What deserves even more credit are Johnson's defensive efforts. Finishing the game with three steals to go along with three blocks is impressive, but his play against one of the conference's best players made an even bigger difference. As noted, Wilcox scored just 11 points, but that was largely due to how Johnson clamped down on him. Wilcox finished the game 4-for-16 from the floor; including 1-for-5 from three-point land.

Kaleb Tarczewski

The freshman center had his second consecutive strong outing, finishing with 10 points and eight rebounds. Fans are hoping it's a true sign of improvement from the young freshman, who has struggled throughout much of his first season of college basketball. Facing one of the more experienced centers in the Pac-12 in Aziz N'Diaye, Tarczewski held his own. He didn't show any signs of intimidation and displayed a physical streak which led to several trips to the foul line.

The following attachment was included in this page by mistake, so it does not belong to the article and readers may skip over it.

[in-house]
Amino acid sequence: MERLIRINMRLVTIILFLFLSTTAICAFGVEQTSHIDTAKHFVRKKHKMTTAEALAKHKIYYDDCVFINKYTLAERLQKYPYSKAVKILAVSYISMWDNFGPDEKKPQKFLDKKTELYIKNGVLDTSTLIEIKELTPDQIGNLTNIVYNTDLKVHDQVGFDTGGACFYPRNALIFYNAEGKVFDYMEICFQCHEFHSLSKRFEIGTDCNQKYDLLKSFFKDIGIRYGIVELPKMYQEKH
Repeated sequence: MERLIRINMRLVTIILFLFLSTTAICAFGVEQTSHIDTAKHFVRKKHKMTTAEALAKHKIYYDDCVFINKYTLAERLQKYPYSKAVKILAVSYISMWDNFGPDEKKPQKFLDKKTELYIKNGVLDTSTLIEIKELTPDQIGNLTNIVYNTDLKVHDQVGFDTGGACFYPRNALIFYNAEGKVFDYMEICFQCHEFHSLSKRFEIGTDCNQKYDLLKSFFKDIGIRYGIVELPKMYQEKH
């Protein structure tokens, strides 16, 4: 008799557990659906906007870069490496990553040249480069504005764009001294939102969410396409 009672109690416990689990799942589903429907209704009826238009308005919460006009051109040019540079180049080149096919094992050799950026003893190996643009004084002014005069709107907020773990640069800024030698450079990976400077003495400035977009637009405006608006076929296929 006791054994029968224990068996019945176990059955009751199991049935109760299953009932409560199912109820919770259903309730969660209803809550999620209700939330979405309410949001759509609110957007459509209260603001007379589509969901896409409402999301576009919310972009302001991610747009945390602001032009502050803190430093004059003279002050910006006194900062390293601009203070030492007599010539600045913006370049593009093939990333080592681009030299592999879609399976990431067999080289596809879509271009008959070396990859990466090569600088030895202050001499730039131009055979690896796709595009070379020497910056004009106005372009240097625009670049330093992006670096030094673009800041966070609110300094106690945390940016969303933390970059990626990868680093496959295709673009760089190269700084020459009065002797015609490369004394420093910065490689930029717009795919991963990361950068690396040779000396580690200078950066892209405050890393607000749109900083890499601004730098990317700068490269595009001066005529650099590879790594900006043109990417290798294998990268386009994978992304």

If the Wildcats can continue to gain improvement from their freshman center, it will add a whole new dimension to their offensive attack.


Sean Miller did a better job of keeping his team composed down the stretch than Lorenzo Romar did. The most prime example was the in-bound play with just a shade over 10 seconds left where Abdul Gaddy passed the ball to N'Diaye in the corner, who proceeded to take a three-point attempt he probably shouldn't have. Gaddy admitted after the game that he was unaware N'Diaye was even on the floor until he passed him the ball, indicating at least one player was not focused at a very decisive moment of the contest.